Just as I was about to give up for the year, I realized there was one dance group that gave me incredibly positive vibes and was possibly worth another try. At the beginning of Autumn Quarter, my RA, Tiffany, had dragged several of us first-years to the “Ballroom Bootcamp” that the Ballroom & Latin Dance Association (BLDA) had hosted in the International House (best dorm!) theater. Although I had never done anything remotely similar to ballroom before, I found the workshop ridiculously fun, learning the basics of waltz and cha-cha with friends before participating in a mock competition that mirrored the real ones the team went to. To close out the event, BLDA brought out pizza and drinks for us to enjoy while watching performances that highlighted all the different levels of dancers, and I was really astonished to find how much everyone shone.
When Winter Quarter came along and I discovered that BLDA was hosting another workshop, I gathered my courage and brain cells and went on over to try again. It was a lot smaller than the Bootcamp, but I found it just as enjoyable, so I went ahead and began showing up to the weekly lessons they offered (newcomers get to go for free their first quarter!). Despite being on-and-off as I didn’t have an official partner yet, the board never stopped contacting me, always being very welcoming as they tried to help me ease into this new group and the various styles of ballroom and Latin dance. Finally, after another few weeks of disappearing into schoolwork, I was once again contacted by Carol, the competition manager, who said she had found me a partner and hoped that I would be able to attend the upcoming competition at Valparaiso University.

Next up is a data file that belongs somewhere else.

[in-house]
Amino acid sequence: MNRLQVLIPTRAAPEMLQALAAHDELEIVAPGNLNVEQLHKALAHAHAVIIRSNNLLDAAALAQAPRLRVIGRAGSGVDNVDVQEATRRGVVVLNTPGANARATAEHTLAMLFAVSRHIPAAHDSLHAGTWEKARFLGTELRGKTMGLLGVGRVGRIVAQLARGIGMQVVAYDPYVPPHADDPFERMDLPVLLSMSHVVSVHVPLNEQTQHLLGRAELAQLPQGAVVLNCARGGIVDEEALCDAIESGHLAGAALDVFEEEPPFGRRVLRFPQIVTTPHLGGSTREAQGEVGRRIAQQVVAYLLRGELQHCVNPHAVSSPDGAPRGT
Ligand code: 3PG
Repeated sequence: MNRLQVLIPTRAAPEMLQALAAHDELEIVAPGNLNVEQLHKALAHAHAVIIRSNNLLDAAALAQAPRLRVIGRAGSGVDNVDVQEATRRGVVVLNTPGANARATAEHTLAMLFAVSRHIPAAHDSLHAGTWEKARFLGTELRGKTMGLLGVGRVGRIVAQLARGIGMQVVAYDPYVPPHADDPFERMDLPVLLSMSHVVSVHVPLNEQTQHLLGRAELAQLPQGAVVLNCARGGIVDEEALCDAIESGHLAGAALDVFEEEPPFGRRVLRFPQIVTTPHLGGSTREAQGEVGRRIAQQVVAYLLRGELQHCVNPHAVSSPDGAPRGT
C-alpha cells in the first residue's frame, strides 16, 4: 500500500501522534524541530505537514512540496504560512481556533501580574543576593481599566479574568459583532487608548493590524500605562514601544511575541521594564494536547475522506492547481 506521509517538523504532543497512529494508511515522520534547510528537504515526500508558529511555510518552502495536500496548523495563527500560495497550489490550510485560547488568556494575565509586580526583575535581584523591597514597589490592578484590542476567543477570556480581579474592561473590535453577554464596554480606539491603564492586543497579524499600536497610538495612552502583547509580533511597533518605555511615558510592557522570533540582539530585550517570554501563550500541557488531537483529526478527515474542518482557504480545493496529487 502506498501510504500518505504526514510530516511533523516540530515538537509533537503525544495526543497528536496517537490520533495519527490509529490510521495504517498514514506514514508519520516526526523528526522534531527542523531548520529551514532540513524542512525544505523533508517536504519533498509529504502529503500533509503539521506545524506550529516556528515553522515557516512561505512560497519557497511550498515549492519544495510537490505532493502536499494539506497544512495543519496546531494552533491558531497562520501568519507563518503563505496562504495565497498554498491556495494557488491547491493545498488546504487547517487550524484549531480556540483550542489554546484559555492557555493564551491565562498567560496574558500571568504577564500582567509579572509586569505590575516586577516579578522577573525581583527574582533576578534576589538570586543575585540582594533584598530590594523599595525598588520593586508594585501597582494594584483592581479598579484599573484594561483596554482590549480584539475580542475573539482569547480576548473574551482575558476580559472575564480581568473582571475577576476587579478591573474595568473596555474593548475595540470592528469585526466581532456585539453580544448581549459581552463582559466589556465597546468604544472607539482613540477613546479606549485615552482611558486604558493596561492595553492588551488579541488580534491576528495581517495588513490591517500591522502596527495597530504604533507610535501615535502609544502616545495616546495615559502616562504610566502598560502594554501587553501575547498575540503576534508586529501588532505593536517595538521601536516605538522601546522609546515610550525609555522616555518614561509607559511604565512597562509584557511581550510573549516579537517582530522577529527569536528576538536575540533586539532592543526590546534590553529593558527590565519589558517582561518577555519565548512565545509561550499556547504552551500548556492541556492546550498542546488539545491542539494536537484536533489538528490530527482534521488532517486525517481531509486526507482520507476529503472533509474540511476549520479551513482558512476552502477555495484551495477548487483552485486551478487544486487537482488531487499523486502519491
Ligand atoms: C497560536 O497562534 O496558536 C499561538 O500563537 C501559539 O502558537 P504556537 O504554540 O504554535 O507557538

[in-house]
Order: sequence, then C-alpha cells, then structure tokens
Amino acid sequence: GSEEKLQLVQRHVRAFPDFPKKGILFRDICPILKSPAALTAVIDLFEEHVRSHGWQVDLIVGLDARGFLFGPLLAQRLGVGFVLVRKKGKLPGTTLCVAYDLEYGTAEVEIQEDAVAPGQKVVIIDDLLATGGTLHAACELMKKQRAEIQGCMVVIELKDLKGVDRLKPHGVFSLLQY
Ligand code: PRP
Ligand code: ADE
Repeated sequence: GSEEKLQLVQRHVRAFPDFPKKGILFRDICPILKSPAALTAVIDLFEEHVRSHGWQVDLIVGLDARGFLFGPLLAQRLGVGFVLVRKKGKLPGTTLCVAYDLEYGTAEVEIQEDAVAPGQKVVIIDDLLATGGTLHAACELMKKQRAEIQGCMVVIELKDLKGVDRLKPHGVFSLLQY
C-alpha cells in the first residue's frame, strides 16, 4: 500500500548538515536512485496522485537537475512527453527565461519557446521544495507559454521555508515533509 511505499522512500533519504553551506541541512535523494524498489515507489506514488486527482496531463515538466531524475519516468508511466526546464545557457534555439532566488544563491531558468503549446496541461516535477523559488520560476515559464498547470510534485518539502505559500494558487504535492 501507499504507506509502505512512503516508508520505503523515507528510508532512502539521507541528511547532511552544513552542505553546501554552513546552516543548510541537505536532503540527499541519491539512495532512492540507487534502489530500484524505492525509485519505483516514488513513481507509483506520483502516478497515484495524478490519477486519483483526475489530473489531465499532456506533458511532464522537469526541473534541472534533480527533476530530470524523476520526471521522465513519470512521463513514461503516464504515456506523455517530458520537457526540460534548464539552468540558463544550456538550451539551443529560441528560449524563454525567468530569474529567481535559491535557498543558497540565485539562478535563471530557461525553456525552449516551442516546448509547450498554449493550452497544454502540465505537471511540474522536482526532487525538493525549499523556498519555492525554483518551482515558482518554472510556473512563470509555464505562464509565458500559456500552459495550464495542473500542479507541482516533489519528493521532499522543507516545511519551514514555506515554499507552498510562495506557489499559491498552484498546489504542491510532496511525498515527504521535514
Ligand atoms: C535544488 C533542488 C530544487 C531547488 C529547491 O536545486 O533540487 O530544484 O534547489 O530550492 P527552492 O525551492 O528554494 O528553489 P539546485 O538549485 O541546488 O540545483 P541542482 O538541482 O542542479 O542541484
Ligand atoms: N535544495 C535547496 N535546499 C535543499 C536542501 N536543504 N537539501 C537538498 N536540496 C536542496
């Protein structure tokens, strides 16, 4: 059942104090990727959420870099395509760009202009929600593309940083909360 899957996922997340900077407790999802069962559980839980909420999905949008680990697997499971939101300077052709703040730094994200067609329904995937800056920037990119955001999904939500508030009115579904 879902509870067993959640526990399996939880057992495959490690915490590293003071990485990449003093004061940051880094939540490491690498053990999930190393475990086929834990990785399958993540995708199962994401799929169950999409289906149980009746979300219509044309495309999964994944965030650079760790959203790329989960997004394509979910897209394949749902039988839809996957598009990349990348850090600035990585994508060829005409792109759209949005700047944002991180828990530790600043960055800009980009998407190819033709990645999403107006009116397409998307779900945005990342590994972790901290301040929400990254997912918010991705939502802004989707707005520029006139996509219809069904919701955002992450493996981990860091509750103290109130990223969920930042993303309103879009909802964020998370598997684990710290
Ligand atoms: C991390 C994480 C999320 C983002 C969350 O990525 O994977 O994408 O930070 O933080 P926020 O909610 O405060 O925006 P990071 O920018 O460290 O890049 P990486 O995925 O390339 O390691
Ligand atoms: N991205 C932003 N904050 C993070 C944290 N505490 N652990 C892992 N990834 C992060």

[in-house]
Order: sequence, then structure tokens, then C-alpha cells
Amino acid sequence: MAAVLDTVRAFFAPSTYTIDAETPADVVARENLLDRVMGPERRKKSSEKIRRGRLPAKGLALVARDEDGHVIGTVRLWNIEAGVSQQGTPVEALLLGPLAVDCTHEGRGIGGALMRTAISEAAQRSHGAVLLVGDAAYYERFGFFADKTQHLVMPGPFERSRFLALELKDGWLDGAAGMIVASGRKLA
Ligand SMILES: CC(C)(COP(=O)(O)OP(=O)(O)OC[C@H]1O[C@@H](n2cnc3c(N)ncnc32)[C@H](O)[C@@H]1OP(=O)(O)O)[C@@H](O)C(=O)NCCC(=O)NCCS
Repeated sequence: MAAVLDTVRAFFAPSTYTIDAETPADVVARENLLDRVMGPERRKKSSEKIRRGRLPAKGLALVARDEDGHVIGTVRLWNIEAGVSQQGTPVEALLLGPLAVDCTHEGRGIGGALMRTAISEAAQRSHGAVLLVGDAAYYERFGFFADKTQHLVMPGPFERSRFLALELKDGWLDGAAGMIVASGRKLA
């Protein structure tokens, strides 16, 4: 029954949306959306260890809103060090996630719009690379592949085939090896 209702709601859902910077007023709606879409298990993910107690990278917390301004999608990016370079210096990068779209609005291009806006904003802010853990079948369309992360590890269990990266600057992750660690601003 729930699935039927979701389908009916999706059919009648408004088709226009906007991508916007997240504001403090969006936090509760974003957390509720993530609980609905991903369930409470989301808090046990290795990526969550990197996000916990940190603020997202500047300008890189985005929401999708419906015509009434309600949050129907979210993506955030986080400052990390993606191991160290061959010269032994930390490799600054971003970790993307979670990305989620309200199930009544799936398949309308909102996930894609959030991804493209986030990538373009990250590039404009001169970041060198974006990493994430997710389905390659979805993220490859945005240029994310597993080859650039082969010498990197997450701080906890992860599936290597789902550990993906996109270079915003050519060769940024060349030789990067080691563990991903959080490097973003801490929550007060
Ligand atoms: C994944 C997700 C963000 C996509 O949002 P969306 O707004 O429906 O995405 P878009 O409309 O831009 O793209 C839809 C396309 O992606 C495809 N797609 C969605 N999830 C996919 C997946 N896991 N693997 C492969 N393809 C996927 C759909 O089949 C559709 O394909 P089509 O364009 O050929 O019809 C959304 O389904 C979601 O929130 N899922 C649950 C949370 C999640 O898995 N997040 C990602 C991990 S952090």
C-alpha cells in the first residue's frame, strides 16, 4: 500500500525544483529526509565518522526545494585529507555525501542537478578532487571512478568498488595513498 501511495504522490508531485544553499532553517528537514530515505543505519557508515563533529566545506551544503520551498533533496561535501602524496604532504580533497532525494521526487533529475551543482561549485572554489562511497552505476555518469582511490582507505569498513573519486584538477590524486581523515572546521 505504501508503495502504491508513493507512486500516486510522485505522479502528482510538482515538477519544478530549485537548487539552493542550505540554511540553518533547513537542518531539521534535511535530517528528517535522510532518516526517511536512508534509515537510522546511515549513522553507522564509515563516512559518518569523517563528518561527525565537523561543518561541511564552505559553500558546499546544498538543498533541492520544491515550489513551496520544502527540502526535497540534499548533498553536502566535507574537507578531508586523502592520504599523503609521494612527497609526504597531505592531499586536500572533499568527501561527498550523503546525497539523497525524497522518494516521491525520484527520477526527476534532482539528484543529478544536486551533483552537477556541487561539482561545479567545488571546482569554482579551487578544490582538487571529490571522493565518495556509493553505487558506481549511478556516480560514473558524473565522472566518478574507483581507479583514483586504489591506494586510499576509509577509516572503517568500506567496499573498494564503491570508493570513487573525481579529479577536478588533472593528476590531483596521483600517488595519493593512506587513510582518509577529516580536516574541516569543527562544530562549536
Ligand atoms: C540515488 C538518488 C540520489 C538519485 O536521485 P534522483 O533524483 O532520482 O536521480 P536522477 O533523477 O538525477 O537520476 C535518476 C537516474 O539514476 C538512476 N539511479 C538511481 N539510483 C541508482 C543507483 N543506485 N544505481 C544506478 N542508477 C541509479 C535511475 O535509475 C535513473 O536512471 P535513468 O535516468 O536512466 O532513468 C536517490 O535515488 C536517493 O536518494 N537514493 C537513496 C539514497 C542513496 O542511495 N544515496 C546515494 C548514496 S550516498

Now, I was beyond intimidated by the concept of competing, considering how I had only been committed for about two weeks. Even after meeting my partner Andrew, who had one quarter more of experience, I had no idea if I could actually learn all sixteen different styles of ballroom and Latin dance in the span of two weeks. But then again, everyone starts somewhere, right?
The best thing about collegiate ballroom is that everyone is sorted into levels: Newcomer, Bronze, Silver, Gold, etc. As a result, I didn’t need to worry about looking like a complete disaster on the dance floor, because everyone was more or less at the same level (with just a few weeks more training than me). I ended up having a lot of fun, meeting and bonding with my team members through a three-hour carpool ride, a hair party, last-minute practice, and even a team dinner! It was truly a great way for me to forget about school for a weekend, and I’m extremely glad I decided to give ballroom a try, despite not knowing anything about it going in.
Although BLDA had to take a break from in-person events for obvious reasons, my excitement for dance has been growing exponentially. I can’t wait to get back in on the action and make up for the time the team has been apart, because I’ve truly found a family in BLDA and don’t plan on letting go anytime soon.